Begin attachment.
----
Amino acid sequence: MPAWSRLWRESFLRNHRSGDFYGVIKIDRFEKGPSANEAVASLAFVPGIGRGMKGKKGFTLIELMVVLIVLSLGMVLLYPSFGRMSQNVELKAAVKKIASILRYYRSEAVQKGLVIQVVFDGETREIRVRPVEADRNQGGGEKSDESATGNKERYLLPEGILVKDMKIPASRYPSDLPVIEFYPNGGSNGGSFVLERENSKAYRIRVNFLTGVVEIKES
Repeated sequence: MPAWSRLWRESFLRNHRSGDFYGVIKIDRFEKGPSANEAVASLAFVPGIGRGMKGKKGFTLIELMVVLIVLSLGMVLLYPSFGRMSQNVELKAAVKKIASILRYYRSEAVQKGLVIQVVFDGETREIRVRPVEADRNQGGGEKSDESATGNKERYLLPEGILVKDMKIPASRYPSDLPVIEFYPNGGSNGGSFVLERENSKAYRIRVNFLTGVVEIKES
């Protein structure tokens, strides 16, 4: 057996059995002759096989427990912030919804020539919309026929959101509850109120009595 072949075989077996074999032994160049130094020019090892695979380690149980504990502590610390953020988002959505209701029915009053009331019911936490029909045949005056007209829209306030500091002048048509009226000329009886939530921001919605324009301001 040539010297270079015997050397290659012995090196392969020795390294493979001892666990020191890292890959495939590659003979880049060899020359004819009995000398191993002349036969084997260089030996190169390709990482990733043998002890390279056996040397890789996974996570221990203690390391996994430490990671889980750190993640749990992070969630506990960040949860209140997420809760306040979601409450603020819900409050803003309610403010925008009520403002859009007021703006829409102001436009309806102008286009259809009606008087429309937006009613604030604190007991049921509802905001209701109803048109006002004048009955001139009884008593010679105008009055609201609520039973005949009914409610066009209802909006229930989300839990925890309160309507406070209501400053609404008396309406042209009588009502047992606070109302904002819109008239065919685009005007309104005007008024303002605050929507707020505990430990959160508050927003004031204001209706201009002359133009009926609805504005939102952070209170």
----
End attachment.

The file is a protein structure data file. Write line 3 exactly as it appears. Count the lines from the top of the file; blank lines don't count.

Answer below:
């Protein structure tokens, strides 16, 4: 057996059995002759096989427990912030919804020539919309026929959101509850109120009595 072949075989077996074999032994160049130094020019090892695979380690149980504990502590610390953020988002959505209701029915009053009331019911936490029909045949005056007209829209306030500091002048048509009226000329009886939530921001919605324009301001 040539010297270079015997050397290659012995090196392969020795390294493979001892666990020191890292890959495939590659003979880049060899020359004819009995000398191993002349036969084997260089030996190169390709990482990733043998002890390279056996040397890789996974996570221990203690390391996994430490990671889980750190993640749990992070969630506990960040949860209140997420809760306040979601409450603020819900409050803003309610403010925008009520403002859009007021703006829409102001436009309806102008286009259809009606008087429309937006009613604030604190007991049921509802905001209701109803048109006002004048009955001139009884008593010679105008009055609201609520039973005949009914409610066009209802909006229930989300839990925890309160309507406070209501400053609404008396309406042209009588009502047992606070109302904002819109008239065919685009005007309104005007008024303002605050929507707020505990430990959160508050927003004031204001209706201009002359133009009926609805504005939102952070209170």